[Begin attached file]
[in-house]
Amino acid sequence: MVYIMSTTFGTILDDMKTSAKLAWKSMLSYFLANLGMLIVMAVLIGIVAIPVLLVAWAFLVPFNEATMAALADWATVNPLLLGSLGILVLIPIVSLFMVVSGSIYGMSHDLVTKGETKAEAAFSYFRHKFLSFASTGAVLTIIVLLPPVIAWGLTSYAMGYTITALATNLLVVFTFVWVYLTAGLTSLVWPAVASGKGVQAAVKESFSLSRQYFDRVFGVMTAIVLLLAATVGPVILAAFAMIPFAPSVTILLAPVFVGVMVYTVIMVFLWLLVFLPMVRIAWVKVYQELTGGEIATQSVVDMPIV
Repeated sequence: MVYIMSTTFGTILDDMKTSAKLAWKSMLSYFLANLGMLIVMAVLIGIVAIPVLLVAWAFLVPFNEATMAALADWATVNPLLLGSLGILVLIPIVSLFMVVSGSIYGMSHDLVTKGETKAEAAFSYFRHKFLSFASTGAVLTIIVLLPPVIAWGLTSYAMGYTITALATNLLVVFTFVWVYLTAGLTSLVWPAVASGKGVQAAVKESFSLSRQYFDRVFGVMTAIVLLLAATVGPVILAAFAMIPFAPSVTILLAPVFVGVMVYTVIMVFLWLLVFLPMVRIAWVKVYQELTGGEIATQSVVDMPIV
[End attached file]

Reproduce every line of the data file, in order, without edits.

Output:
[in-house]
Amino acid sequence: MVYIMSTTFGTILDDMKTSAKLAWKSMLSYFLANLGMLIVMAVLIGIVAIPVLLVAWAFLVPFNEATMAALADWATVNPLLLGSLGILVLIPIVSLFMVVSGSIYGMSHDLVTKGETKAEAAFSYFRHKFLSFASTGAVLTIIVLLPPVIAWGLTSYAMGYTITALATNLLVVFTFVWVYLTAGLTSLVWPAVASGKGVQAAVKESFSLSRQYFDRVFGVMTAIVLLLAATVGPVILAAFAMIPFAPSVTILLAPVFVGVMVYTVIMVFLWLLVFLPMVRIAWVKVYQELTGGEIATQSVVDMPIV
Repeated sequence: MVYIMSTTFGTILDDMKTSAKLAWKSMLSYFLANLGMLIVMAVLIGIVAIPVLLVAWAFLVPFNEATMAALADWATVNPLLLGSLGILVLIPIVSLFMVVSGSIYGMSHDLVTKGETKAEAAFSYFRHKFLSFASTGAVLTIIVLLPPVIAWGLTSYAMGYTITALATNLLVVFTFVWVYLTAGLTSLVWPAVASGKGVQAAVKESFSLSRQYFDRVFGVMTAIVLLLAATVGPVILAAFAMIPFAPSVTILLAPVFVGVMVYTVIMVFLWLLVFLPMVRIAWVKVYQELTGGEIATQSVVDMPIV